In it, he writes the Rev. R W HENRY, who he says is anti-slavery, has
been asking him to remove to Chicago for the good of the church. Now
that is an interesting statement. He does include a telegraph from
the Rev. Henry, as well as other men, asking him to join them for a
meeting. They offered to pay his way and offered him several dates.
This man refused to go to the meeting. I'm curious as to what
happened to that man.

While I do know that Uncle Bob was a Presbyterian minister, I find it
interesting to see this article. I don't know his politics and I
don't know those of his family. All I know is the history books
portray them all as Republicans and strong Christian men. Is this a
glimpse into his character? Is this a glimpse into the thoughts of
his family?

His cousin, James GLENN, was a Captain in Co. D of the PA 149th. He
spent time in battle and was awarded a sword for his service at the
Battle of Seminary Hill at Gettysburg. Here is a part of the
comments found in the History of the Regiment Book by Nesbitt (1899).

"During his service he became known as a fighting officer,being
frequently assigned to other commands when severe fighting was
expected. He was almost reckless in his bravery. It was a common
remark among the boys that "the Captain didn't know when he was
licked" and after his attempt to rally half a dozen members of his
Company on the retreat from Seminary Hill at Gettysburg, to stop the
advance of a division of Lee's Army, followed by his service in the
Wilderness and other campaigns, the mention of his name was sure to
recall recollection of his bravery and soldierly qualities. He served
his entire term of service without sickness or wounds, and was
engaged in every march, skirmish or battle in which the Regiment

I still don't know their personal beliefs. I do know these were men
willing to take a stand. Stand and fight as in the case of James
GLENN, or stand and preach as in the case of the good Rev. Uncle Bob.

History is full of men and women who take a stand. Keep looking.
You'll be surprised at what stands our ancestors have taken at one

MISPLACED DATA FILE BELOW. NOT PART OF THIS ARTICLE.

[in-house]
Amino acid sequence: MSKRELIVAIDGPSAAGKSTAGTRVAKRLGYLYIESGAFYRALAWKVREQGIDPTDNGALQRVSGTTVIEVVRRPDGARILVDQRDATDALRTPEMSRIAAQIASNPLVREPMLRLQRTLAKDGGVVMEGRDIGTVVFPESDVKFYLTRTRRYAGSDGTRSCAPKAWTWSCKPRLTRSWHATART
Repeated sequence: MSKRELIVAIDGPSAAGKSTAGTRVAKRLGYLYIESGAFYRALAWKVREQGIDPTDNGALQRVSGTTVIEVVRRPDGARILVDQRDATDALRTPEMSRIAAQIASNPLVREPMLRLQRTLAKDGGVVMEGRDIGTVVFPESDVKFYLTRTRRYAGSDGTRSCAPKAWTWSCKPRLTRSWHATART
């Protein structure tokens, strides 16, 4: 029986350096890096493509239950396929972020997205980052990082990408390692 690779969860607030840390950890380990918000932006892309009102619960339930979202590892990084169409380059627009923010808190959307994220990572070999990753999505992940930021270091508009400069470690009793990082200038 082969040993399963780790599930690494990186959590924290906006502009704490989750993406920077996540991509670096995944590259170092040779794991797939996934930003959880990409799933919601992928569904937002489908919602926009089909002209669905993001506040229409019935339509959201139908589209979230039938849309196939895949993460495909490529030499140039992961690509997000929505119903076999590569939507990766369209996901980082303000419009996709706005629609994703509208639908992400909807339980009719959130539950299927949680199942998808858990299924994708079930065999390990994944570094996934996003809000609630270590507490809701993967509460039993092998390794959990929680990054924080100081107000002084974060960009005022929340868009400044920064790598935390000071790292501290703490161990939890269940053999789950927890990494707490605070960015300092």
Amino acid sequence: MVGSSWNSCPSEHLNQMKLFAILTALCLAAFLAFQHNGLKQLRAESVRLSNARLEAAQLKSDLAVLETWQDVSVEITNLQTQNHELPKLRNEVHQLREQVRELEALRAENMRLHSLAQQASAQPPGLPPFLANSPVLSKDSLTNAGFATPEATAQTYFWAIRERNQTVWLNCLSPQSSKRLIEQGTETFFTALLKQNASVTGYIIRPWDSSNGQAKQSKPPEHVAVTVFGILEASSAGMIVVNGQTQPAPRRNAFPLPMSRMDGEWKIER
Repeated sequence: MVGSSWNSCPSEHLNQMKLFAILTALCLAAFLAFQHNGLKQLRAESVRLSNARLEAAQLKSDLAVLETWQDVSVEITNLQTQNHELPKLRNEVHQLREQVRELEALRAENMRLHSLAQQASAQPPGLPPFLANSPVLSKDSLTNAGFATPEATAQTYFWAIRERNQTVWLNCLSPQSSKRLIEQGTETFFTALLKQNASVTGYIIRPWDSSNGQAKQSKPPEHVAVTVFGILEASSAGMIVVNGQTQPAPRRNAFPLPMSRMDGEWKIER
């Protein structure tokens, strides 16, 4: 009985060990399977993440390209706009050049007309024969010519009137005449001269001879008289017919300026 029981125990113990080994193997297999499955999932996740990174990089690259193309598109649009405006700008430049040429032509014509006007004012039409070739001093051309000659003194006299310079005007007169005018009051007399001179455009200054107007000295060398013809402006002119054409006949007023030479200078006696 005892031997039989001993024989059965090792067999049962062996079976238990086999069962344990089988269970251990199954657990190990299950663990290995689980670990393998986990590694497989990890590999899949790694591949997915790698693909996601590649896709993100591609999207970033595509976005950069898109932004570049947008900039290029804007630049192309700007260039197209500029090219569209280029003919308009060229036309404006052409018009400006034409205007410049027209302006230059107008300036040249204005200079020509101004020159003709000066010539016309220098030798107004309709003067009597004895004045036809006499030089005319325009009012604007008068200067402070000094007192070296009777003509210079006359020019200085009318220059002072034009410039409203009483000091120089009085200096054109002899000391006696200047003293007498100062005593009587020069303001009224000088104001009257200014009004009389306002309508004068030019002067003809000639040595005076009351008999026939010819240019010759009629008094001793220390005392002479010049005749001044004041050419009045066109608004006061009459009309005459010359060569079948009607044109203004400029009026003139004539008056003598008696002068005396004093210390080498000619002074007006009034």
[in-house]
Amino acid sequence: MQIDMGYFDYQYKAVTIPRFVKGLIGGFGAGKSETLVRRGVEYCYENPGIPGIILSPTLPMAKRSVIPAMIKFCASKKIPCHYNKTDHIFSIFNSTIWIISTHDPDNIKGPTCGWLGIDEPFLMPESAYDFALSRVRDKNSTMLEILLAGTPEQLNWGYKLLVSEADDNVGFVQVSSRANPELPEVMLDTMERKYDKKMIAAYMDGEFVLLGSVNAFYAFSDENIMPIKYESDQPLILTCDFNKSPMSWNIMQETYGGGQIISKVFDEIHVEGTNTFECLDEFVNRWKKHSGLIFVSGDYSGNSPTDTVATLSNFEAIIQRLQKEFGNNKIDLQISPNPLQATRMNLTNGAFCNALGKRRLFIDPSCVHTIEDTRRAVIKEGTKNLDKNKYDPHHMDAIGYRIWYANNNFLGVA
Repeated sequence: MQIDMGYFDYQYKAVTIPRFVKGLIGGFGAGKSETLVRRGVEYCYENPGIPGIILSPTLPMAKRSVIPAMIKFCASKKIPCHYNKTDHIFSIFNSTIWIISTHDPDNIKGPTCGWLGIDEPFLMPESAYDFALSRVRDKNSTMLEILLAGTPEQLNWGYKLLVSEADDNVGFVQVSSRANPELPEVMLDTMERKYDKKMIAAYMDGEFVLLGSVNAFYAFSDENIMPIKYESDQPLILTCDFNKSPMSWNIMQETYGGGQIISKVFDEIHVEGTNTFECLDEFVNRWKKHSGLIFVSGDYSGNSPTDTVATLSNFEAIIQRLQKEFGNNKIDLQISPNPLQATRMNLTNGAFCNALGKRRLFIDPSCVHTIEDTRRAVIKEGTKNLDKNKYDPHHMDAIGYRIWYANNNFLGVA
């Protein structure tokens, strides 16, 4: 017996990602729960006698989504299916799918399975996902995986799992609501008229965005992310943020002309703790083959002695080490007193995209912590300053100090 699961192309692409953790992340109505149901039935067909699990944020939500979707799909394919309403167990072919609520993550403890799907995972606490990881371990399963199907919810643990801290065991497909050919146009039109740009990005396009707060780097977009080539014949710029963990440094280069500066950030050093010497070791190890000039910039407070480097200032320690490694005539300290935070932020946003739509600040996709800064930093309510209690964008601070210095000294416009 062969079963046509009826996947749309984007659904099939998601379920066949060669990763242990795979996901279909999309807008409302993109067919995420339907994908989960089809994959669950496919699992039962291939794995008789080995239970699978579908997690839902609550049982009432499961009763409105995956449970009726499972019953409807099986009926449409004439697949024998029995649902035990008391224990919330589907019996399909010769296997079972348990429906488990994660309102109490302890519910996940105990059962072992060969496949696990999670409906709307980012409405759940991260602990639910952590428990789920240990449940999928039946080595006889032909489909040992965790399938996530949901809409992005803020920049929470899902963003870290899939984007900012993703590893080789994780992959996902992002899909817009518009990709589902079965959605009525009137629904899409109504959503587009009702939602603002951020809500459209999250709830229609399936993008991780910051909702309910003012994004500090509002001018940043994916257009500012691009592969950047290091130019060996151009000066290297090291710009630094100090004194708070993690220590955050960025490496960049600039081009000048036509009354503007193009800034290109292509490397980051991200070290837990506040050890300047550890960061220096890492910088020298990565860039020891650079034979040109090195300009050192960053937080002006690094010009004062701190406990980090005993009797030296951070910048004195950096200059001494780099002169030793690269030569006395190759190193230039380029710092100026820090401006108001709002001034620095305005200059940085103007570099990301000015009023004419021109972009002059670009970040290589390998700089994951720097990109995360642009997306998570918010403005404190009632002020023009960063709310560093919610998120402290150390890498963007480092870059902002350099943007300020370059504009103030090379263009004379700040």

time or another. You'll learn more history about our country.

Tuesday, March 04, 2008

Where Are Those Papers?

Finding new clues is exciting. Finding new genealogy sites to visit
is also exciting. Just this week, I checked out a site called
Footnotes. Footnotes has many records available and it appears they
have some arrangement with the National Archives.

While they do allow a free name search, you must pay to see the
information. Lucky for me I noted they have a free seven day trial
available. Before you invest on their site, check to see if they
even have the areas of the country in which you are searching. Since
they don't have a lot from Western PA, I don't think I'll invest in
it at this time.

When I looked for the Naturalization Papers for grandpa John who came
from County Monaghan, Ireland, I had several hits. The closest
suspect in this case was naturalized in Pittsburgh in 1899. Being a
resourceful researcher, I first emailed the Allegheny County
Courthouse to see if they have a copy of the record there. I
provided the name, birth date and place, year of immigration, year of
suspected naturalization, where he lived at the time, and his
spouse's information. Nothing. I received a very nice note from the
courthouse saying they have no records.

So, I guess I either have to subscribe to Footnotes for one month or
go to NARA for the information. I'm not sure which will be the
better choice for me. I'm going to look around Footnotes some more
to see if I can find any other suspects in my family line. If I do,
then either the free seven day trial or an one month subscription
begins to make sense.

When searching for Naturalization records, be sure to ask for the
Intent to Naturalize Documents as well. That may provide more
information as to the boat and actual date of entry into the US.

One interesting note is that Footnotes does have some old FBI cases
on it. While I am unaware of any blood kin having these types of
files, it may be interesting just to read.

A quick update on my Australian cousin. I haven't heard back yet. I
don't know it they check their emails on a regular basis or if they
have changed their address. In any event, if anyone in Australia is
reading this, I am searching for the descendants of Joseph PATTERSON
b. 1843 in County Monaghan Ireland. Hope to hear from you soon.